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The application lifecycle management firm RhodeCode has scored $3.5 million in funding from DFJ Esprit and Earlybird Venture Capital to expand its team and prepare for a major new version.
Berlin-based RhodeCode is an interesting beast. It started off as a fairly straightforward source code management platform to rival GitHub and so on, but it discovered that its customers were largely big enterprises that have no intention of storing their valuable code in the public cloud. So RhodeCode ditched its software-as-a-service version and decided to focus on its behind-the-firewall RhodeCode Enterprise product instead.
It’s not hard to see why RhodeCode’s customers weren’t keen on the public cloud – we’re talking the likes of the U.S. Navy and Department of Energy, arms merchant Raytheon and some very big banks.
CEO Sebastian Kreuzberger (pictured above, with co-founder Marcin Kuzminski on the left) told me that RhodeCode’s popularity among large enterprises was also partly down to the product’s open-source nature. Companies of such scale had started using and adapting it to their needs, so large-enterprise-friendly features such as permission delegation to managers, and the ability for managers to see exactly what each developer is doing, became part of the package.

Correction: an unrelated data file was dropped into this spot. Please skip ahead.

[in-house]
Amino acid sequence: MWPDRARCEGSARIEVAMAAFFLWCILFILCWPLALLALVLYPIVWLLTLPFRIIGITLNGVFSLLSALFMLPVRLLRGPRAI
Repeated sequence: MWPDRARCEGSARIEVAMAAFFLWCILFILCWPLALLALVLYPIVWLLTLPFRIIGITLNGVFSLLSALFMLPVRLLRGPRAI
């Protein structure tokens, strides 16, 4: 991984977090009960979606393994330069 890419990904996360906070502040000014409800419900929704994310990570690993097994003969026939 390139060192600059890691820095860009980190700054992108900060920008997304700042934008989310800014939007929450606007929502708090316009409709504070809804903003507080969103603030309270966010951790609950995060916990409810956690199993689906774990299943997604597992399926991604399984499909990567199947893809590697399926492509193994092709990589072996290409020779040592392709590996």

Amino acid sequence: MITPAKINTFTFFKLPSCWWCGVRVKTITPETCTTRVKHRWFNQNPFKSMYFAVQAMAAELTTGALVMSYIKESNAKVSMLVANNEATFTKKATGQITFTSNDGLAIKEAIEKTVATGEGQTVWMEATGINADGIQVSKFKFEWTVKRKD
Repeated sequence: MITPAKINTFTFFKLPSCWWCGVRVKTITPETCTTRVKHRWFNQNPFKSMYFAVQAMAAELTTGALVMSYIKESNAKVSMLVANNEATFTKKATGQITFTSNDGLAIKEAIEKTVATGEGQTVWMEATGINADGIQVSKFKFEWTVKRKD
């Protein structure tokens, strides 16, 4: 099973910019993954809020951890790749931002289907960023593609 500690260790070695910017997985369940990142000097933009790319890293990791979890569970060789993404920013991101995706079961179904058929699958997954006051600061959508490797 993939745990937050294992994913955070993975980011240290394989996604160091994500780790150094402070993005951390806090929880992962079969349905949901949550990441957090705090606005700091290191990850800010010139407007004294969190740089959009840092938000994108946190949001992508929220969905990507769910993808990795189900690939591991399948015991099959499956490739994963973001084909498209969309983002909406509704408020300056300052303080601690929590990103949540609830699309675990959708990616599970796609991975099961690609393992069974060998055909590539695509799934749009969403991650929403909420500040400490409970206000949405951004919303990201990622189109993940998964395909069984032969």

As was the case last time I spoke to RhodeCode, the product is being used for more than just source code management. Its collaboration and versioning capabilities are also being used by some to provide secure document management, and one big bank is apparently also using it to track versions of its files for compliance with financial authorities’ rules.
This is actually the first major outside investment into the until-now bootstrapped company. As DFJ Esprit’s Gil Dibner wrote in a Tuesday blog post:
Sebastian and Marcin – working entirely alone and without any investment at all – built an incredibly valuable piece of software, built a brand, reached over 100,000 downloads, managed to penetrate world-class organizations such as Cisco, Samsung, Hitachi, CA, Raytheon, and several very large government and military organizations, and even managed to close significant paying enterprise accounts. They did all of this on their own. They didn’t wait for the VC community to understand what they were doing – they just went out and did it. They pivoted and adjusted until it started working.